If Daniel Nadler is right, a generation of college graduates with well-paid positions as junior researchers and analysts in the banking industry should be worried about their jobs. Very worried.
Mr Nadler’s start-up, staffed with ex-Google engineers and backed partly by money from Google’s venture capital arm, is trying to put them out of work.
Its algorithms assess how different securities are likely to react after the release of a market-moving piece of information, such as a monthly employment report. That is the kind of work usually done by well-educated junior analysts, who pull data from terminals, fill in spreadsheets and crunch numbers. “There are several hundred thousand people employed in that capacity. We do it with machines,” says Mr Nadler. “We’re not competing with other [tech] providers. We’re competing with people.”
Warren – the name given to the system, in homage to investor Warren Buffett – is part of a new army of “smart” machines that are threatening to invade office life. These computers do not just collect and process information; they draw inferences, answer questions and recommend actions, too.
The threat to jobs stretches beyond the white-collar world. Advances in artificial intelligence (AI) also make possible more versatile robots capable of taking over many types of manual work. “It’s going to decimate jobs at the low end,” predicts Jerry Kaplan, a Silicon Valley entrepreneur who teaches a class about AI at Stanford University. Like others working in the field, he says he is surprised by the speed at which the new technologies are moving out of the research labs.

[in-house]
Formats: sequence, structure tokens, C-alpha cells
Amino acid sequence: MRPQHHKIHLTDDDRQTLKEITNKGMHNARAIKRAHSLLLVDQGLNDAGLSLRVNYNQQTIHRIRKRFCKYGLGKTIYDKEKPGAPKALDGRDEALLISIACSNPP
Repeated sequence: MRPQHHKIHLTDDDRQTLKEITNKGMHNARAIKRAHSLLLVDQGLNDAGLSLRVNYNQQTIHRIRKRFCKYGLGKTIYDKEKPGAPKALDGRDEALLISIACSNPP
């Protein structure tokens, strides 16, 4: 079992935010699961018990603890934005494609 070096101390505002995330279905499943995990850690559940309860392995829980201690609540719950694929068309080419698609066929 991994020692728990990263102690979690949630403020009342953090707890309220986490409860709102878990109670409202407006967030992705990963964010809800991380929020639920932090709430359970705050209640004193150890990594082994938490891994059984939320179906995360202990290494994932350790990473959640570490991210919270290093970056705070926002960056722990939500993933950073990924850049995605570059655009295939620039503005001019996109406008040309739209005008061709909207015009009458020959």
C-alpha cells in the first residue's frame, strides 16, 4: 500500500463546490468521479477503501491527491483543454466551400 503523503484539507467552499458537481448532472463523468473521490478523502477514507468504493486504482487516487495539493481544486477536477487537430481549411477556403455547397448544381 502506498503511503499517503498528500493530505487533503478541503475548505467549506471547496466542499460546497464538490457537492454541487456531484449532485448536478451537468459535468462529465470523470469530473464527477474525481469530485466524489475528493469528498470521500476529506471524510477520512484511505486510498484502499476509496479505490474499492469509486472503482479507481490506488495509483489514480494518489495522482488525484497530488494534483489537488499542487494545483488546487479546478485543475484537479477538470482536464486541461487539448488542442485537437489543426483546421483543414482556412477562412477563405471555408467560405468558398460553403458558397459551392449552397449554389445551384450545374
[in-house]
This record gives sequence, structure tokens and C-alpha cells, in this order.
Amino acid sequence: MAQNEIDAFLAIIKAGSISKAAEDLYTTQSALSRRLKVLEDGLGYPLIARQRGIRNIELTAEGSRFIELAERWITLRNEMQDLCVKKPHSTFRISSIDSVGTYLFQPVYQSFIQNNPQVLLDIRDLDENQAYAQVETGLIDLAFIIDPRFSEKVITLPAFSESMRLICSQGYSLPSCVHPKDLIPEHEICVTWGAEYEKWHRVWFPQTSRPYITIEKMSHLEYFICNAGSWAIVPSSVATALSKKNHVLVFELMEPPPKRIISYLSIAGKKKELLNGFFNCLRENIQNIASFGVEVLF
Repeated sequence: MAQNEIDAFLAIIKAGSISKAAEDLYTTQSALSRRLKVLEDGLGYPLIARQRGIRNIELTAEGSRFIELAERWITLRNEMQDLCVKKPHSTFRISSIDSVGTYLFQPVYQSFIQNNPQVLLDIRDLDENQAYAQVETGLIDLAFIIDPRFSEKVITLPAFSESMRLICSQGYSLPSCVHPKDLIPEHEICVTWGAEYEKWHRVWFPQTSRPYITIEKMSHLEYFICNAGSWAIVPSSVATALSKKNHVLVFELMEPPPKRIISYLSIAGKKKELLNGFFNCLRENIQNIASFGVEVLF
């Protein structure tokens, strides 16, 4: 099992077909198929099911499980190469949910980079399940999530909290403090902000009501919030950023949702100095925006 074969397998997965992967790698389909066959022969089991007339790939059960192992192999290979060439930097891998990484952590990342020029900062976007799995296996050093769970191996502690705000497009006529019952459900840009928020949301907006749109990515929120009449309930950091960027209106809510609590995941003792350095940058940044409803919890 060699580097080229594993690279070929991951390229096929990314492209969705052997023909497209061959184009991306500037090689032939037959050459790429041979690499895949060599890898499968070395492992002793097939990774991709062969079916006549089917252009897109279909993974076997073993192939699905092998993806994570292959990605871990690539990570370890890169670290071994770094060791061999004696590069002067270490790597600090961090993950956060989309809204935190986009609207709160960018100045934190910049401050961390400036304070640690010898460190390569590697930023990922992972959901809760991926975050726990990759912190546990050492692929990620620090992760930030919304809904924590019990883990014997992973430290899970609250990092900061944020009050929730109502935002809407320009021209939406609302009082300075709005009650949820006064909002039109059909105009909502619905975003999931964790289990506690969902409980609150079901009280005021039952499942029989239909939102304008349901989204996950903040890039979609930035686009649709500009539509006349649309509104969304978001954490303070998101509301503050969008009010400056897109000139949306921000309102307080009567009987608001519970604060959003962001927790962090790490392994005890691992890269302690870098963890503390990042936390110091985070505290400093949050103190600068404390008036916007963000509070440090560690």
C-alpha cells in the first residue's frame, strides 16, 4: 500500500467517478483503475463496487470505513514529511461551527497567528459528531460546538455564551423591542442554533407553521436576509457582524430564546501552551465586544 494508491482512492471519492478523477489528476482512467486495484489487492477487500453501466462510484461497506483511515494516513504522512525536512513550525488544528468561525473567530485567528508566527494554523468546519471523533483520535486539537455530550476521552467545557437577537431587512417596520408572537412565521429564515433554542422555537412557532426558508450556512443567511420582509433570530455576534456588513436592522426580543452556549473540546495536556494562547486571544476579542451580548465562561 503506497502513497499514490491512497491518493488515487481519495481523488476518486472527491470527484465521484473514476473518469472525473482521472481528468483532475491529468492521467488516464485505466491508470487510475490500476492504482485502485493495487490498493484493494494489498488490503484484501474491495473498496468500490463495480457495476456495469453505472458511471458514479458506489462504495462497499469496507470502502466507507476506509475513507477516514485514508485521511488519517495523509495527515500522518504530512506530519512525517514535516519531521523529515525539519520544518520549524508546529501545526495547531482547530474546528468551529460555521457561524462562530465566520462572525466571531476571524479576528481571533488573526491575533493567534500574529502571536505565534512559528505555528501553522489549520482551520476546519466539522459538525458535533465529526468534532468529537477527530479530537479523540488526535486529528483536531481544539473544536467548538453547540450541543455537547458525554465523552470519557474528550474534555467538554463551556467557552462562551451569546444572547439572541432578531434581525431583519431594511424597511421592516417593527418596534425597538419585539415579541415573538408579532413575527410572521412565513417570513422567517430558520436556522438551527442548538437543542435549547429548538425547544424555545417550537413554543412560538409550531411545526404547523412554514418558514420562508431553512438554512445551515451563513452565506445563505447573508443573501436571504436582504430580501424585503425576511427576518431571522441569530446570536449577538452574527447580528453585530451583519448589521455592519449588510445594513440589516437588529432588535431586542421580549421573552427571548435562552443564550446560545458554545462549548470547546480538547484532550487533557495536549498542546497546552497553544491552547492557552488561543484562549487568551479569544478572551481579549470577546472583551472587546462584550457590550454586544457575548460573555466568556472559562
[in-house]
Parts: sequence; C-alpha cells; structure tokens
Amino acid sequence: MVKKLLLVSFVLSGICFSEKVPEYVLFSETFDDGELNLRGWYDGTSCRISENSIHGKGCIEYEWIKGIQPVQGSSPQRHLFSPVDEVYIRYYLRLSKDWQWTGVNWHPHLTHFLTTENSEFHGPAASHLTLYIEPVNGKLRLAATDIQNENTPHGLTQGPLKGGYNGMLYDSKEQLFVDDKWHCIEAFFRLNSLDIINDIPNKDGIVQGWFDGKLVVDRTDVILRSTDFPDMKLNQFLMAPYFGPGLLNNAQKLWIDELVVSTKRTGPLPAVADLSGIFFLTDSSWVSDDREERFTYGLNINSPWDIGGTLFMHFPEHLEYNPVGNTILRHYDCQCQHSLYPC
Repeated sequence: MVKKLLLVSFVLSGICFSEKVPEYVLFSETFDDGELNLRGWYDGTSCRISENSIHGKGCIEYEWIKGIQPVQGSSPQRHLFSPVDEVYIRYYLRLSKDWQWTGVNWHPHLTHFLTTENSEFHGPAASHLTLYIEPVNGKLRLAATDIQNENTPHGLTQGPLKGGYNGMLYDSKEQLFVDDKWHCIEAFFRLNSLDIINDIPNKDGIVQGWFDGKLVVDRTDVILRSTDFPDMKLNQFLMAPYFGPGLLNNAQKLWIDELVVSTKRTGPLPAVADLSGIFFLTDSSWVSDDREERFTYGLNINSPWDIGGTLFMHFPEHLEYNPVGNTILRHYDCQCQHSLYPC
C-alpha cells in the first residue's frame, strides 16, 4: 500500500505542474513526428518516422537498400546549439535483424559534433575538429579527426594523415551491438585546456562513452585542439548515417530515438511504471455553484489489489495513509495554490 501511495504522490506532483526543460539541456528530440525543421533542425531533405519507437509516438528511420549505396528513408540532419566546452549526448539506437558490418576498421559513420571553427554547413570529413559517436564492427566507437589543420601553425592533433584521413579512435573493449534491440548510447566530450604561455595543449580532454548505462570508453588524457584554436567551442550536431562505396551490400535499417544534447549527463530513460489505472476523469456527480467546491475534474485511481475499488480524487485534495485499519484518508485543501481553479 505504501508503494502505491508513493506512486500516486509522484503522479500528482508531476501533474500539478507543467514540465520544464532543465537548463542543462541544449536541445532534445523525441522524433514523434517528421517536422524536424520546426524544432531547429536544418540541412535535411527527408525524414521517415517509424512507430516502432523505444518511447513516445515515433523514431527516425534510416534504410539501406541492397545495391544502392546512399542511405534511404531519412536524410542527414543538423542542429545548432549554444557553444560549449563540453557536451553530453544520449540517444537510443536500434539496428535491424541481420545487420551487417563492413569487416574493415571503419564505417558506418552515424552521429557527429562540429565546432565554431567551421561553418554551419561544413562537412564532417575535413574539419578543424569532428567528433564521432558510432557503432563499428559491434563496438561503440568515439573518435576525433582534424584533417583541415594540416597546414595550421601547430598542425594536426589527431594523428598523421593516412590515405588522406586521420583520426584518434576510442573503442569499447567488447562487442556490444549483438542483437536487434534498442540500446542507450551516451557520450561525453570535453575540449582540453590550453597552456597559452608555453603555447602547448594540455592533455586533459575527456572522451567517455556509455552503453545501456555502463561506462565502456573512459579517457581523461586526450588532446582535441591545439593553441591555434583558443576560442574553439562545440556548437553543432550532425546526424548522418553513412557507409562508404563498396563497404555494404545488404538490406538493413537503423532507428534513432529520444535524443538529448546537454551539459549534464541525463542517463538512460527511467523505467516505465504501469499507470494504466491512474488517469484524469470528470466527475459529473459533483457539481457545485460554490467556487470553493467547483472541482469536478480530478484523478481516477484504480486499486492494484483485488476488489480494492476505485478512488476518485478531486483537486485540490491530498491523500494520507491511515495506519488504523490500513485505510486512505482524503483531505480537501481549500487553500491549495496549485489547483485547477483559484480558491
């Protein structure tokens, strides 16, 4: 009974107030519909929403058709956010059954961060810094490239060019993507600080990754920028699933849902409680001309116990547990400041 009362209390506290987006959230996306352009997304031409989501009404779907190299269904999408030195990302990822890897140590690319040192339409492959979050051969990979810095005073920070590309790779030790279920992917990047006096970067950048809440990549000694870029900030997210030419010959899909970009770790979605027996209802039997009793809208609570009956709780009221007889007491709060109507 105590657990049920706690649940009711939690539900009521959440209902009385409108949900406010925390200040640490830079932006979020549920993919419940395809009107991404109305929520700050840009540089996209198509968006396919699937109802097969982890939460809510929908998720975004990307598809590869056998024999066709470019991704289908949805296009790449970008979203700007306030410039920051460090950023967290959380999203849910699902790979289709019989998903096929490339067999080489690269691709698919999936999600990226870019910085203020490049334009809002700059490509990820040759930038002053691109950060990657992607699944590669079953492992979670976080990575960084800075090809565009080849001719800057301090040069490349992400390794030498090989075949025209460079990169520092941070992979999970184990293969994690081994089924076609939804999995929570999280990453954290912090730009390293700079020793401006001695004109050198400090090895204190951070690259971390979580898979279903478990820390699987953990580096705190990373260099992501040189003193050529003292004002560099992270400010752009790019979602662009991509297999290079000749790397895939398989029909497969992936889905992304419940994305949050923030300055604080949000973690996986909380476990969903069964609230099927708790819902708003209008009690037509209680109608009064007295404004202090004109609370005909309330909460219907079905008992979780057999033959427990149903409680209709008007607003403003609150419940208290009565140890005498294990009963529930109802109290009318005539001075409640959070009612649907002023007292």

It is axiomatic that over the next twenty years or so, almost all jobs currently being done by humans (95% plus) will be done faster, cheaper, and more dependably by machines.
We are entirely unprepared to live in a world like that, and yet it keeps right on coming at us. You think unemployment is bad now? Wait till you see it ten years down the road.
Of course by then they won’t be calling it unemployment. It will be voluntary retirement, or job-unlocking, or livin’ la vida dole. Doesn’t matter what you call it, though. Our current culture won’t survive it.